Svetlana talks about medicinal diet, animal blood, an antidote made from a sheep’s skin, herbal therapy, the medicinal properties of melted butter, medicinal water and a place called Single Poplar where people perform various rituals. This is her story: Kalmyk folk medicine originates from the Tibetan. It is based on three principles, including 1) acupuncture, 2) burn-off and 3) bloodletting. The Kalmyks have traditionally been nomads and received everything from their livestock, including food, clothes and materials for their dwellings. Mutton is used in dietary medicine. The Kalmyks kept four kinds of sheep. In dietary medicine people usually use merino’s meat. I heard this from many people, including my grandmother. In the past, the Kalmyks treated many ailments with mutton soup. People still do. For old people, it is healthy to have this soup at least once a week. We, Kalmyks, are nomads and grow up eating meat, whereas the Russians grow up on vegetables. Let me tell you about a healing method called ‘shilin shim’ (lit. ‘juice from a bottle’). In my native village of Khar-Buluk there lived an elderly woman who was often sick, felt sleepy and had low blood pressure. My grandmother filled a 3-litre jar with fatty mutton, closed the jar and hung the jar over a pot of boiling water. When the meat in the jar absorbed some steam, she took the meat out and squeezed around 200 grams of juice out of it, then added butter and gave the mutton juice to that old woman. After drinking it, the woman recovered. I also witnessed how blood was used in healing. The blood of a sheep born in May – such sheep feed on juicy grass – has to be dried, before using it. Other animals whose blood is used for medicinal purposes are wolves, hares and saiga antelopes. Boiled water with a saiga horn is good for fever. I also witnessed people mix sheep’s blood with butter and smear it on sores to cure scrofula. Whilst modern medicine is powerful and there are many good doctors, traditional medicine is also helpful. Once I saw an antidote made from a sheep’s skin. In Khar-Buluk we had an old neighbor named Zhamsar Khalinginov who was a hunter. One day he went hunting and was bitten by a poisonous tarantula. His leg swelled up and he had a fever. The tumor on his leg started to spread to other parts of his body. In our village there was only one paramedic who at that time happened to be away in Elista. This was in May, a time when sheep get their wool sheared off. My grandmother and the hunter’s wife boiled water in a big pot, salted it and put a sheep’s skin into it. Afterwards, they squeezed the water out of the skin and wrapped it around the hunter’s leg, while covering the patient with a warm blanket. The sheep’s skin was changed regularly. The next morning a doctor arrived and said that that method worked as an antidote and that the effect of the poison had been stopped. Had the hunter not been treated on time, he would have died of the fever. Camel’s wool is used for rheumatism and the inflammation of joints. The Kalmyks have known about the medicinal properties of this wool for long time. The skin of a black sheep or cow is used for the treatment of burns. First the skin has to be burnt, and ashes applied to the burn. In my childhood, I helped my mother who worked as a milkmaid on a farm. One day I sprained the muscle in one of my legs and could not walk. My grandmother soaked the skin of a black sheep in salty water and wrapped my leg with it. Then she poured chigyan (sour milk) on top of it. In a couple of days my leg healed. I also witnessed the use of dairy products in healing. Melted butter is a powerful medicine. Those Kalmyks who managed to take with them melted butter when they were exiled to Siberia (in 1943), later returned to Kalmykia healthier than others. My grandmother told me that a spoonful of butter given to children replaced their daily ration. She herself always had melted butter at hand. She would fill a black bottle with hot butter, wrap the bottle with a black cloth, and keep it underground for three years during which period the butter turns into creamy white substance. She used such butter to cure burns and tumors. When my mother’s nipple got sore, my grandmother treated her breasts with such butter. This butter is also good for women after giving birth. If women had watery milk, they were given tea mixed with butter. My grandmother always had two bottles: one to hand and the other getting matured underground. People came to see her to ask for her butter. A mix of water with milk, called ‘kimr’, is good for fever. The ratio of water to milk has to be 7 to 1. The mix has to be boiled, before drinking. The Kalmyks ate cottage cheese and other dairy products from childhood which is good for bones and teeth. In the past, old people did not know what a toothache was. One can talk a lot about treatment with water. In Khar-Buluk village we have good water. We have a place where a single poplar tree grows where people come to pray. Recently seven stupas have been built around that tree which was planted by the lama Purdash bagsh. Khar-Buluk is where people from the Bogdakhn clan live. Not far from the tree there is a spring. The name Khar-Buluk (meaning ‘a spring’ in Kalmyk) derives its name from the springs of that place. When the Kalmyks returned from Siberia, there were many springs in that place. Gradually they became polluted and dried up. Today we only have two springs left with good water. I will tell you about phytotherapy (healing with plants) now. In the Kalmyk steppe there grow 357 varieties of plants, flowers that can be used in healing. The most useful plant is the sagebrush. One who inhales it, remembers his/her native place. The sagebrush is good for inflammations, fever, and its smell drives away insects and cockroaches. A carpet infested with moths can be treated with this plant as well. It can be also used as a tea. In Kalmykia we had a doctor named Semyon Rafaelovich Zalkind who travelled to nomadic settlements, collected folk healing knowledge, and healed people using various plants. The topic of healing with plants is very wide and unstudied and many young people could do their PhDs on this topic. People should study folk medicine more. There is one spring by that Single poplar tree. The story has it that 180 years ago the lama Purdash bagsh brought poplar seeds from Tibet and planted them there. After a tree popped up there, one day a spring also appeared nearby. To the left of that spring soon appeared another spring. One of them had sour water and the other sweet water (later, one of the springs dried up). Today people take water from the remaining spring usually in May. In our house we always had water from that spring that we used to treat toothaches, headaches and general weakness. One Kalmyk girl from Khar-Buluk got married to a Russian man named Steklov Mark Isaakievich who was a good doctor. One day he took water from that spring to a laboratory in St Petersburg for analysis. Upon his return, he said that the water was exceptionally powerful and asked us to keep the spring in purity. Today pupils from the local school look after the spring, pick up the rubbish around it. I personally think that livestock should be banned from grazing there. Today young people go the Single Poplar tree often. One guy, who is my close relative, got married recently. Today, I hear, he and his wife are going there. It is place where people perform rituals to appease the masters of land, or before setting off on a long journey, or before going to the army, or before a wedding. I also heard that people who do not have sons, or no children at all, go to that place to pray, especially after seven stupas have been erected.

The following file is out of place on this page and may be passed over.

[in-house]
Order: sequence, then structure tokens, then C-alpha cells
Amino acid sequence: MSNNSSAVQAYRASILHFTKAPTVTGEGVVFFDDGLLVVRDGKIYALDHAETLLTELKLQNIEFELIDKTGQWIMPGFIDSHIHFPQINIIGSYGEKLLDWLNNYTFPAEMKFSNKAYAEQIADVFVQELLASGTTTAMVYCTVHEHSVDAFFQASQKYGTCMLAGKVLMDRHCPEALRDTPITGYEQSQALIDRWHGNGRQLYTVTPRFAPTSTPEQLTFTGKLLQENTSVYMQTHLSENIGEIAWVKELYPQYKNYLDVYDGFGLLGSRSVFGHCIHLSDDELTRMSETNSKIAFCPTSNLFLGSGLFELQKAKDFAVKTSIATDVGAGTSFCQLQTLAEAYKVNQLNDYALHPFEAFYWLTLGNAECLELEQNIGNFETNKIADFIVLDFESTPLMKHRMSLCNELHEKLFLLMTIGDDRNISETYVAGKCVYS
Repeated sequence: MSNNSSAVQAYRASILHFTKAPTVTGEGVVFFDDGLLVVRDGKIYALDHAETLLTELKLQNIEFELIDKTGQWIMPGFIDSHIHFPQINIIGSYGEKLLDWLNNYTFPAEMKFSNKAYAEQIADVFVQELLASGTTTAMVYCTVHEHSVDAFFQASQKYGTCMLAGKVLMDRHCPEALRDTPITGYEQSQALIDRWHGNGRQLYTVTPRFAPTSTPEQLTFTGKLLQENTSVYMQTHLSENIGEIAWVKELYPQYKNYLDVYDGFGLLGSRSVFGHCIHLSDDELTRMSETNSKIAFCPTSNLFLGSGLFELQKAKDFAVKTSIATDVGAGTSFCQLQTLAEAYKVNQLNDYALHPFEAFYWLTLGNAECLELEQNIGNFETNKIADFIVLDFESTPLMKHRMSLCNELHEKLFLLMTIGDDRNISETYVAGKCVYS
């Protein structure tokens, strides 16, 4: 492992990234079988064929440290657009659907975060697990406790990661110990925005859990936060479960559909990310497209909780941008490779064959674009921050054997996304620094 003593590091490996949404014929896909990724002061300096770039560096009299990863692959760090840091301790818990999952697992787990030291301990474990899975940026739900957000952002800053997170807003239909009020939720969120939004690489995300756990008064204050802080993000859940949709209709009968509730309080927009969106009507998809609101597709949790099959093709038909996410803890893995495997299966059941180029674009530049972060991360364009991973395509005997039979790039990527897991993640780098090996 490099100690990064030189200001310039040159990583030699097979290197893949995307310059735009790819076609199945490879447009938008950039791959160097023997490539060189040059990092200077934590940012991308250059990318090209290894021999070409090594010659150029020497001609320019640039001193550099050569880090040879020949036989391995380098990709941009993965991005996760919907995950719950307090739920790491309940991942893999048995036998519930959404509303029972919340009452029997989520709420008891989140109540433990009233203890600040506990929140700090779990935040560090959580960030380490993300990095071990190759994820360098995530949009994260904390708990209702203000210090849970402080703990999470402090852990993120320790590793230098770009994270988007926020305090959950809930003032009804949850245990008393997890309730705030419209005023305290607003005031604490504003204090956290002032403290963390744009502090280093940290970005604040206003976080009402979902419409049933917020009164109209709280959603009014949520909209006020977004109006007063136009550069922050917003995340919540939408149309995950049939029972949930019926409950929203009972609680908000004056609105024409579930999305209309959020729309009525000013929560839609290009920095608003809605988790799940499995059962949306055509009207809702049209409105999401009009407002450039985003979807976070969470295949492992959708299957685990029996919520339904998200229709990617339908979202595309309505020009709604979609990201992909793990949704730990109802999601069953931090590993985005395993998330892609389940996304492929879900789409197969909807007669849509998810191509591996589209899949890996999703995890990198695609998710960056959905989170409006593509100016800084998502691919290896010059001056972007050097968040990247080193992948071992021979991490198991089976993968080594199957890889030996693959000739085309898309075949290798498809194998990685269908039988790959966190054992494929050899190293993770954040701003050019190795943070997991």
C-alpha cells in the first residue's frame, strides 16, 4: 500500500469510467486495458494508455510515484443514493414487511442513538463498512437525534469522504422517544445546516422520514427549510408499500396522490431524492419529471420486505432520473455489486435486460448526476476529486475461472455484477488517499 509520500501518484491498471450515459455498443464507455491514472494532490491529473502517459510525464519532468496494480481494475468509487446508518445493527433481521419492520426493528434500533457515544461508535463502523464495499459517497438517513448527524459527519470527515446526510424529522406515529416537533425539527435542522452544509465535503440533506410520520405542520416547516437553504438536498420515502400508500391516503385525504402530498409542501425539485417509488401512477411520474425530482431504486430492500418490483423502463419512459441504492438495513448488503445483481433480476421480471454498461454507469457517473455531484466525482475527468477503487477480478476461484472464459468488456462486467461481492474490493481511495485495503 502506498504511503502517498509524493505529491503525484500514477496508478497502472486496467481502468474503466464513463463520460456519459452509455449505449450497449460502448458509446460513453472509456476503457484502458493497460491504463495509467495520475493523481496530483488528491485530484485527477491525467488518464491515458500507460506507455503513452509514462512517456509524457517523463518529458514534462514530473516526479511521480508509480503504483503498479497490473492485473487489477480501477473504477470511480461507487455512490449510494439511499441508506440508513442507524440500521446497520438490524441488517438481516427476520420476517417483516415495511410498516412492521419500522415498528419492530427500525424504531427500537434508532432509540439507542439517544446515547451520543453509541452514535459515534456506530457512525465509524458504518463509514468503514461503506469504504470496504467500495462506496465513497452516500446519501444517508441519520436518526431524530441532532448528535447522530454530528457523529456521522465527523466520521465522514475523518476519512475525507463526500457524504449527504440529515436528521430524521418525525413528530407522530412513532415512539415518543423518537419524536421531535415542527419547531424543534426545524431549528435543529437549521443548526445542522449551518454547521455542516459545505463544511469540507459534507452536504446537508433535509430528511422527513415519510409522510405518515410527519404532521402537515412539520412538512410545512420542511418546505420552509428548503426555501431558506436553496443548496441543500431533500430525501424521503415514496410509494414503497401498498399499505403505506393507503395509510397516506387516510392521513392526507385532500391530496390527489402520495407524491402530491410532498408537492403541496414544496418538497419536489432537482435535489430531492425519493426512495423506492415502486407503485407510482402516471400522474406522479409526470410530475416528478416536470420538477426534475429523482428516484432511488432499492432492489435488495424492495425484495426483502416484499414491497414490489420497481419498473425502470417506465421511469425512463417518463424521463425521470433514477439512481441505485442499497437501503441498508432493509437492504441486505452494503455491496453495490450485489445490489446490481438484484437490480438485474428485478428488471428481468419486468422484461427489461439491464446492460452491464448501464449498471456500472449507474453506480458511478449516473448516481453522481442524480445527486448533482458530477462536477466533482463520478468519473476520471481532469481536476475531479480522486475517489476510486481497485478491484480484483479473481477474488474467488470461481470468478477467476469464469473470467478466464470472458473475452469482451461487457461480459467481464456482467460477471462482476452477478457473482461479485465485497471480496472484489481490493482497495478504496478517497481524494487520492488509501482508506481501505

Healing, rituals

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Kalmyk Cultural Heritage Documentation Project, University of Cambridge

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Sponsored by Arcadia Fund, a charitable fund of Lisbet Rausing and Peter Baldwin